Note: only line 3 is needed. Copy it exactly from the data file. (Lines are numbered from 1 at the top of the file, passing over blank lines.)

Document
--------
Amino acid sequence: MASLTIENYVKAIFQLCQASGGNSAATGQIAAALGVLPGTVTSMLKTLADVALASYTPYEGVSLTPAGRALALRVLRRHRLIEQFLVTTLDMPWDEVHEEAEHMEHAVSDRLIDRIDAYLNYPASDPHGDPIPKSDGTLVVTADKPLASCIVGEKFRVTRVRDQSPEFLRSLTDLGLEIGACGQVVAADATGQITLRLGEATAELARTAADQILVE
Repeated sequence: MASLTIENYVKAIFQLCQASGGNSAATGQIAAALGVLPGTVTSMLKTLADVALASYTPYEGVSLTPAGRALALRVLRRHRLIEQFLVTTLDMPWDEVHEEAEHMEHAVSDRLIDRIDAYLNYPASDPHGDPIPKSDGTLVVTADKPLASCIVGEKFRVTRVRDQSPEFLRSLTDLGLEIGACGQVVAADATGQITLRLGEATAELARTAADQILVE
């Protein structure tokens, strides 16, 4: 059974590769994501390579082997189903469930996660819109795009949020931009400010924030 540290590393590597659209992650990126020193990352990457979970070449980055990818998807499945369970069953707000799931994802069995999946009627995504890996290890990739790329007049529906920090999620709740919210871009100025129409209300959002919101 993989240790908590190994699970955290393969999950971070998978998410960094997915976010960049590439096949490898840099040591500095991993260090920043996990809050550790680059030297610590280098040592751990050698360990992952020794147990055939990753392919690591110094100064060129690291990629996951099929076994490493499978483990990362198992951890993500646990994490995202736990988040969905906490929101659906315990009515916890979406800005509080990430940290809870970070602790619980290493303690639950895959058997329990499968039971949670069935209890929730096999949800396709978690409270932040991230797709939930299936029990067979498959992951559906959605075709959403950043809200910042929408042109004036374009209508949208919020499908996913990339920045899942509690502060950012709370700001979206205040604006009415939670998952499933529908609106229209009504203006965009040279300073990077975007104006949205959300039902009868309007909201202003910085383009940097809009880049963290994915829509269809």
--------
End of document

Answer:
């Protein structure tokens, strides 16, 4: 059974590769994501390579082997189903469930996660819109795009949020931009400010924030 540290590393590597659209992650990126020193990352990457979970070449980055990818998807499945369970069953707000799931994802069995999946009627995504890996290890990739790329007049529906920090999620709740919210871009100025129409209300959002919101 993989240790908590190994699970955290393969999950971070998978998410960094997915976010960049590439096949490898840099040591500095991993260090920043996990809050550790680059030297610590280098040592751990050698360990992952020794147990055939990753392919690591110094100064060129690291990629996951099929076994490493499978483990990362198992951890993500646990994490995202736990988040969905906490929101659906315990009515916890979406800005509080990430940290809870970070602790619980290493303690639950895959058997329990499968039971949670069935209890929730096999949800396709978690409270932040991230797709939930299936029990067979498959992951559906959605075709959403950043809200910042929408042109004036374009209508949208919020499908996913990339920045899942509690502060950012709370700001979206205040604006009415939670998952499933529908609106229209009504203006965009040279300073990077975007104006949205959300039902009868309007909201202003910085383009940097809009880049963290994915829509269809």